Heuristic Principles for Usability
Heuristic Evaluation is the process by which an expert examines your system or User Interface against a set of accepted usability standards. The most used and accepted principles for a heuristic evaluation is that of Jakob Nielsen’s. They are:
- Visibility of system status: Users must be aware of what is happening in the system. When an action is carried out, the user must receive an appropriate response as a feedback. Example, the colour of the ‘like’ icon changes when you like a post.
- Similarity between system & real world: The system should speak to the user in a language that is understandable and that matches with the real world.
- User Control & freedom: Users feel comfortable when they know that they have the option of controlling their actions in a system. Users must be given the freedom to undo or redo their actions.
- Consistency of standards: Words or call-to-action buttons must have similar use all across the interface. Users should not be confused by different layouts in different pages. A similar environment across the whole system will help the users be comfortable.
- Error prevention: The best way is to design a system that is less prone to errors. Even then, users must be asked for confirmation messages while carrying out important actions so that they are aware of what will result from it.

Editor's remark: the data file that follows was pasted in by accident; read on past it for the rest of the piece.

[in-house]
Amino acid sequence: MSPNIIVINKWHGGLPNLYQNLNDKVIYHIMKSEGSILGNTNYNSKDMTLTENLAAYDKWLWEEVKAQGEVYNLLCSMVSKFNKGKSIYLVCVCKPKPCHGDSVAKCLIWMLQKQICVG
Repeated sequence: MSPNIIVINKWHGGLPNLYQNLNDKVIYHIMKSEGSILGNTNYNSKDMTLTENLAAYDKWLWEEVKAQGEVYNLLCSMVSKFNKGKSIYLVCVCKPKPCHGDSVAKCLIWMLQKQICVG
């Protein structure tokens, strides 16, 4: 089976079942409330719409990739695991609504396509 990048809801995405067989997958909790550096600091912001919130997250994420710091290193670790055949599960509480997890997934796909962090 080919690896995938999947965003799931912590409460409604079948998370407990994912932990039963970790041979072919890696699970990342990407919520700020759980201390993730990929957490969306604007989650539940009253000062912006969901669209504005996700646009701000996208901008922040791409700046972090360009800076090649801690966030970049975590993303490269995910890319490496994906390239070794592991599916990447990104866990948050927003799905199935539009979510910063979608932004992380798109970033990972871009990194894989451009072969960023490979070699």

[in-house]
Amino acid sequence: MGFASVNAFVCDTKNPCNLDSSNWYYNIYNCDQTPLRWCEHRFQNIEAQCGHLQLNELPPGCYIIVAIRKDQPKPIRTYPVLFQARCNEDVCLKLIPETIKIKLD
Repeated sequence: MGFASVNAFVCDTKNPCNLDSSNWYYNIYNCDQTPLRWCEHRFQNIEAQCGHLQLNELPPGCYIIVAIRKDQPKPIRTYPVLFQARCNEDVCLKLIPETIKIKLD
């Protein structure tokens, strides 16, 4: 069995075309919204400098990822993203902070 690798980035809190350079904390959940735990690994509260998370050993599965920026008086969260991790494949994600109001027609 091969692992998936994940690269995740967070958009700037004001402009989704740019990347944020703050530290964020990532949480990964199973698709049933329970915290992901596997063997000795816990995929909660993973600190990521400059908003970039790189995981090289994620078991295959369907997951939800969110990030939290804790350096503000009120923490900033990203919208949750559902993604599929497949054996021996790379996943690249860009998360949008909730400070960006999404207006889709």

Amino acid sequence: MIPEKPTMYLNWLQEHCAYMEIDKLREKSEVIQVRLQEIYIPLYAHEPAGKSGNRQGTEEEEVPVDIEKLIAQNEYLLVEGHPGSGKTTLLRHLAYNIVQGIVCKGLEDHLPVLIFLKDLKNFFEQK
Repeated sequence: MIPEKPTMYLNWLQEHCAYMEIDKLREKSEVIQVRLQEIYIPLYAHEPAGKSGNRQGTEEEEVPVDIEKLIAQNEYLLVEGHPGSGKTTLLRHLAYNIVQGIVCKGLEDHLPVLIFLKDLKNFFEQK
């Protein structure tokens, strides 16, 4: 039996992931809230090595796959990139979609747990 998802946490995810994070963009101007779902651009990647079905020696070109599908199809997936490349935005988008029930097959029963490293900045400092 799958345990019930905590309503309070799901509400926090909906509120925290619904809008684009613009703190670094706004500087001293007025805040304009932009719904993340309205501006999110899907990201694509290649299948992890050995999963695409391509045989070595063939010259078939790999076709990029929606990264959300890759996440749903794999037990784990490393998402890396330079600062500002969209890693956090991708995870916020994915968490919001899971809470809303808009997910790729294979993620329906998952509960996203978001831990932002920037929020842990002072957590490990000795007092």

- Recognition rather than recall: Try to design the system so that users can carry out tasks from memory. If every time they enter your system, they have to recall how to use it, chances are they will stop using it.
- Flexibility & Efficiency of use: Not all users are trained on how to use each and every system or interface. Make the use of your system flexible so that it is usable by both novice and expert level users.
- Aesthetic & minimalist: The design must have an aesthetic feel to it. Provide only necessary information to avoid clutter.
- Help users to recognize, diagnose and recover from issues: Ensure that users are provided with error messages in plain and simple language. If possible, suggest a possible solution to fix the error. Example, When a user enters a wrong password, they get an error message stating the obvious. The “Forgot Password” option is an alternate solution to the error.
- Help & Documentation: Although systems should be easy to use, it is often helpful if a “Help and Documentation” section is available to users. Make sure that the help required is easy to find, focused on the user’s task, is listed step by step and is provided in a concise manner.